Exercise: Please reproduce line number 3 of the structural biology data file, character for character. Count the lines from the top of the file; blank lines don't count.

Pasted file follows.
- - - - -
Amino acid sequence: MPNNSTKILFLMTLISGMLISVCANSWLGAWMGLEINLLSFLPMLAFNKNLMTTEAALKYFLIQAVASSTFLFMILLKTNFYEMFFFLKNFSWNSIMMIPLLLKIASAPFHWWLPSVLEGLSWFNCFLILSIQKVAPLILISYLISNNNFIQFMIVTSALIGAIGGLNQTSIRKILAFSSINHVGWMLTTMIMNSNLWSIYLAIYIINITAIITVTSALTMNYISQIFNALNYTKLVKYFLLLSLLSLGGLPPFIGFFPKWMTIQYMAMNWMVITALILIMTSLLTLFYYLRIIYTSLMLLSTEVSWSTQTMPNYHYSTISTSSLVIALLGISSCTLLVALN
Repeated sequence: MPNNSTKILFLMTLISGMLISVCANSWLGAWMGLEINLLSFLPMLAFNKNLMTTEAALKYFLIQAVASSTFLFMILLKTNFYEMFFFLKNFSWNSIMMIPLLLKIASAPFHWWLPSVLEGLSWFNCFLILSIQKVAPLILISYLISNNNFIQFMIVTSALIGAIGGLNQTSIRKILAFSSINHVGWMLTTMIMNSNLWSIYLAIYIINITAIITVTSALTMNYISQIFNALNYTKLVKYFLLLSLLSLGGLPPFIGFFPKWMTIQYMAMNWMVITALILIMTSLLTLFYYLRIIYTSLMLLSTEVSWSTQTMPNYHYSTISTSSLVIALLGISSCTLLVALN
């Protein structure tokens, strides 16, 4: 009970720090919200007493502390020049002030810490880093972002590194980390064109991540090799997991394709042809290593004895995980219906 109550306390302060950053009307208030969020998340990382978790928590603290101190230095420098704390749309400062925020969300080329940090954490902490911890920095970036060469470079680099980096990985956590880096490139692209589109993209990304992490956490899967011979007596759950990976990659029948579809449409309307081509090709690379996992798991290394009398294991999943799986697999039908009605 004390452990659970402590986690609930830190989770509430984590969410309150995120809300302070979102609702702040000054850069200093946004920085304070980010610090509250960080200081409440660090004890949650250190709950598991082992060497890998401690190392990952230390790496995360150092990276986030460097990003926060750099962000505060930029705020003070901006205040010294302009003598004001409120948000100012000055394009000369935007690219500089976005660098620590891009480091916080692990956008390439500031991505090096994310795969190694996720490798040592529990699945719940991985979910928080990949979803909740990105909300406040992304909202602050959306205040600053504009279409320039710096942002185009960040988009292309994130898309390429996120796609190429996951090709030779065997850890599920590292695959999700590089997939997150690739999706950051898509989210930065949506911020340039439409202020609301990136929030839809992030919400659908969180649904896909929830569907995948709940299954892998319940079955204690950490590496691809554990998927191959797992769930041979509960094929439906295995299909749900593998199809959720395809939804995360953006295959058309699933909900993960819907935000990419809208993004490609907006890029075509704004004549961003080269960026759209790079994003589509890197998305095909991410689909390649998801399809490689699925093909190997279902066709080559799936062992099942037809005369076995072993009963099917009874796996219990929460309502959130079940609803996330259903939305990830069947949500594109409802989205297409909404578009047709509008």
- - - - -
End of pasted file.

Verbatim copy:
């Protein structure tokens, strides 16, 4: 009970720090919200007493502390020049002030810490880093972002590194980390064109991540090799997991394709042809290593004895995980219906 109550306390302060950053009307208030969020998340990382978790928590603290101190230095420098704390749309400062925020969300080329940090954490902490911890920095970036060469470079680099980096990985956590880096490139692209589109993209990304992490956490899967011979007596759950990976990659029948579809449409309307081509090709690379996992798991290394009398294991999943799986697999039908009605 004390452990659970402590986690609930830190989770509430984590969410309150995120809300302070979102609702702040000054850069200093946004920085304070980010610090509250960080200081409440660090004890949650250190709950598991082992060497890998401690190392990952230390790496995360150092990276986030460097990003926060750099962000505060930029705020003070901006205040010294302009003598004001409120948000100012000055394009000369935007690219500089976005660098620590891009480091916080692990956008390439500031991505090096994310795969190694996720490798040592529990699945719940991985979910928080990949979803909740990105909300406040992304909202602050959306205040600053504009279409320039710096942002185009960040988009292309994130898309390429996120796609190429996951090709030779065997850890599920590292695959999700590089997939997150690739999706950051898509989210930065949506911020340039439409202020609301990136929030839809992030919400659908969180649904896909929830569907995948709940299954892998319940079955204690950490590496691809554990998927191959797992769930041979509960094929439906295995299909749900593998199809959720395809939804995360953006295959058309699933909900993960819907935000990419809208993004490609907006890029075509704004004549961003080269960026759209790079994003589509890197998305095909991410689909390649998801399809490689699925093909190997279902066709080559799936062992099942037809005369076995072993009963099917009874796996219990929460309502959130079940609803996330259903939305990830069947949500594109409802989205297409909404578009047709509008």